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    Wednesday, January 13, 2021

    House Impeaches Trump for Second Time

    US President Donald Trump has been impeached for a second time after the US House of Representatives voted on a charge of “incitement of insurrection”.

    The historic decision makes him the first President in US history to be impeached twice, with the majority of the House voting 232-197.

    The House previously voted to impeach Trump in 2019 on charges of abuse of power and obstruction of Congress stemming from his request that Ukraine investigate Democratic rival Joe Biden and his son Hunter ahead of the election.

    At the time Democrats accused him of soliciting foreign interference to smear a domestic political rival.

    The Senate in February 2020 voted to keep Trump in office.

    Trump ‘must go’: Pelosi urges House

    The impeachment comes just a week after Trump addressed his loyalists, urging them to “fight like hell” as Electoral College votes were certified at the US Capitol.

    His mob of supporters then stormed the building, smashing windows and looting desks. Five people died in the riot.

    As the anarchy raged on, Trump released a video urging them to go home, but called them “special people”.

    House Speaker Nancy Pelosi, who led the push to impeach the Trump a second time, asked Republicans and Democrats during a debate before the vote to “search their souls”.

    She added Trump “must go”.

    “He is a clear and present danger to the nation we all love,” she said.

    Is removal likely before inauguration?

    The next step now after impeachment is a Senate trial, however the Senate is in recess and is not scheduled to return until January 19.

    This means actual removal seems unlikely before the January 20 inauguration of President-elect Joe Biden.

    A spokesman for Senate Majority Leader Mitch McConnell said the Republican leader would not agree to bring the chamber back immediately, all but ensuring a Senate trial could not begin at least until January 19.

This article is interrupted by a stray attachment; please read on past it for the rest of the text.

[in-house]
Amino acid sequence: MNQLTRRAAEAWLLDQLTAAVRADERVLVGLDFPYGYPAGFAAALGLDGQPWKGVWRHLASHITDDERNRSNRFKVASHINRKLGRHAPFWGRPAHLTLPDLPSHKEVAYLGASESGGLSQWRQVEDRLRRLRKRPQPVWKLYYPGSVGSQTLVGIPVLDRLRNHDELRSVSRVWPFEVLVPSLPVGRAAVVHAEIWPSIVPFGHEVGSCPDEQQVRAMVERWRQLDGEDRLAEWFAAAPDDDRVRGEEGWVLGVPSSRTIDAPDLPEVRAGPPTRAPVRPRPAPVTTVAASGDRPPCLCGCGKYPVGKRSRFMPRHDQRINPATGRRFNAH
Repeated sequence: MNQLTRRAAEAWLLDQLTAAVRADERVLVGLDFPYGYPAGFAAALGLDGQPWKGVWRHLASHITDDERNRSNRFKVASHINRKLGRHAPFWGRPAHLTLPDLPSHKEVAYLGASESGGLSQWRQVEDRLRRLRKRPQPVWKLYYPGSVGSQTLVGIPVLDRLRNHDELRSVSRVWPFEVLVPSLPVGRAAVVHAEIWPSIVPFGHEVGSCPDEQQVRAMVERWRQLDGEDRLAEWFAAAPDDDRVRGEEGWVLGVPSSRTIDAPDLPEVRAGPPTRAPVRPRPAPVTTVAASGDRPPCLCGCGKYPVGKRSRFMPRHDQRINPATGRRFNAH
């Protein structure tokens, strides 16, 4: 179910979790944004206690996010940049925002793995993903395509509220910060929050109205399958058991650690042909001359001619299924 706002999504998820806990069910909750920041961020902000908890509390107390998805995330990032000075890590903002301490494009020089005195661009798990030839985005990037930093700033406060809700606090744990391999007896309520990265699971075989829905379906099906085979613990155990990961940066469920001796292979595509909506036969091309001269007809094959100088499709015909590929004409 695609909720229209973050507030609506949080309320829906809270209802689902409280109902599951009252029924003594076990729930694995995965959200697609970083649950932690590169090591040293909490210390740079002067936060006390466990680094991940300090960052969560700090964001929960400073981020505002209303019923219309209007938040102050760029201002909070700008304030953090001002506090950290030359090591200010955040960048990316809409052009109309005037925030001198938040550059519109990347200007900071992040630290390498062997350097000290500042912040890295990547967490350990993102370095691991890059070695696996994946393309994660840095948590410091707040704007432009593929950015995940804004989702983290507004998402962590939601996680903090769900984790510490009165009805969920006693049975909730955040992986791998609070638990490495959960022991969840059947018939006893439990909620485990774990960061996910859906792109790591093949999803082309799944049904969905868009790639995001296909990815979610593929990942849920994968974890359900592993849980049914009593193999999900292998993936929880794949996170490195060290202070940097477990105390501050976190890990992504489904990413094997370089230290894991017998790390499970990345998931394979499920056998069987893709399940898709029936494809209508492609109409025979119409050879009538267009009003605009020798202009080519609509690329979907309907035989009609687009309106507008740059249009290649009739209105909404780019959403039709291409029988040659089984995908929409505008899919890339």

Still, Senator McConnell did not rule out voting to convict Trump in the event of a trial.


    In a note to his fellow Republican senators just before the House was to begin voting, he said he is undecided.

    “While the press has been full of speculation, I have not made a final decision on how I will vote and I intend to listen to the legal arguments when they are presented to the Senate,” Senator McConnell wrote.

    Trump says impeachment is ‘dangerous’

    President Donald Trump has continued to deny he incited insurrection at the US Capitol last week and said on Tuesday (local time) the move to impeach him was “absolutely ridiculous”.

    He targeted the lawmakers who were pushing for his ouster, saying that it’s “a really terrible thing that they’re doing”.

    “To continue on this path, I think it’s causing tremendous danger to our country, and it’s causing tremendous anger,” Trump said as he left the White House.

    He accepted no blame for the Capitol attack and said, “I want no violence”.

    "As far as this is concerned, we want no violence, never violence, we want absolutely no violence. And on the impeachment, it's really a continuation of the greatest witch hunt in the history of politics.

    “It's ridiculous. It's absolutely ridiculous.”

    If Trump is removed from office before his term is up, he will lose a litany of perks he was due to receive for the rest of his life.

    Under the Former Presidents Act enacted in 1958, the former most powerful men in the world are eligible for a pension, office allowances, Secret Service protection and travel expenses.

    The controversial politician could lose not only his own pay check, but his wife Melania’s as well.

    -          AP

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